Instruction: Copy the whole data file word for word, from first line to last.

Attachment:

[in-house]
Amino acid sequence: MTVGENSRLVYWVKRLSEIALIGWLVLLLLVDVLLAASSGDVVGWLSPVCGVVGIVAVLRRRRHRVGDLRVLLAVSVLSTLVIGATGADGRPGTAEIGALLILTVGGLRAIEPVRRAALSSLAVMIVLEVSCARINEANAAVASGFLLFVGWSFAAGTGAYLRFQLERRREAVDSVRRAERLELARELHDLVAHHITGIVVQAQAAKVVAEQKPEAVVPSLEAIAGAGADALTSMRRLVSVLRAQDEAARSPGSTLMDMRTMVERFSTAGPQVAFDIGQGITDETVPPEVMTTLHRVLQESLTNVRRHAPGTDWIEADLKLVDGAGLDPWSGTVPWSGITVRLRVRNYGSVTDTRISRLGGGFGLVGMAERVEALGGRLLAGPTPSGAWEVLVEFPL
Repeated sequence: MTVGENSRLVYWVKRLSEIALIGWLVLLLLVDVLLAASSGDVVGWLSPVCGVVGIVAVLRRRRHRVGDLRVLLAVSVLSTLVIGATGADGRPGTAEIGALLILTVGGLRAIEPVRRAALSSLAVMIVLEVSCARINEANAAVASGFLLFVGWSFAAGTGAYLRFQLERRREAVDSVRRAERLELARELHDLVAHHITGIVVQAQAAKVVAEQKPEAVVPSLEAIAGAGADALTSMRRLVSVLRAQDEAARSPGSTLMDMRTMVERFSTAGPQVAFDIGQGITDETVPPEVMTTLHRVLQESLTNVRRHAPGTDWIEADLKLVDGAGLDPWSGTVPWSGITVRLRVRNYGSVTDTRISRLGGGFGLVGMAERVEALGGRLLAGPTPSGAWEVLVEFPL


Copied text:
[in-house]
Amino acid sequence: MTVGENSRLVYWVKRLSEIALIGWLVLLLLVDVLLAASSGDVVGWLSPVCGVVGIVAVLRRRRHRVGDLRVLLAVSVLSTLVIGATGADGRPGTAEIGALLILTVGGLRAIEPVRRAALSSLAVMIVLEVSCARINEANAAVASGFLLFVGWSFAAGTGAYLRFQLERRREAVDSVRRAERLELARELHDLVAHHITGIVVQAQAAKVVAEQKPEAVVPSLEAIAGAGADALTSMRRLVSVLRAQDEAARSPGSTLMDMRTMVERFSTAGPQVAFDIGQGITDETVPPEVMTTLHRVLQESLTNVRRHAPGTDWIEADLKLVDGAGLDPWSGTVPWSGITVRLRVRNYGSVTDTRISRLGGGFGLVGMAERVEALGGRLLAGPTPSGAWEVLVEFPL
Repeated sequence: MTVGENSRLVYWVKRLSEIALIGWLVLLLLVDVLLAASSGDVVGWLSPVCGVVGIVAVLRRRRHRVGDLRVLLAVSVLSTLVIGATGADGRPGTAEIGALLILTVGGLRAIEPVRRAALSSLAVMIVLEVSCARINEANAAVASGFLLFVGWSFAAGTGAYLRFQLERRREAVDSVRRAERLELARELHDLVAHHITGIVVQAQAAKVVAEQKPEAVVPSLEAIAGAGADALTSMRRLVSVLRAQDEAARSPGSTLMDMRTMVERFSTAGPQVAFDIGQGITDETVPPEVMTTLHRVLQESLTNVRRHAPGTDWIEADLKLVDGAGLDPWSGTVPWSGITVRLRVRNYGSVTDTRISRLGGGFGLVGMAERVEALGGRLLAGPTPSGAWEVLVEFPL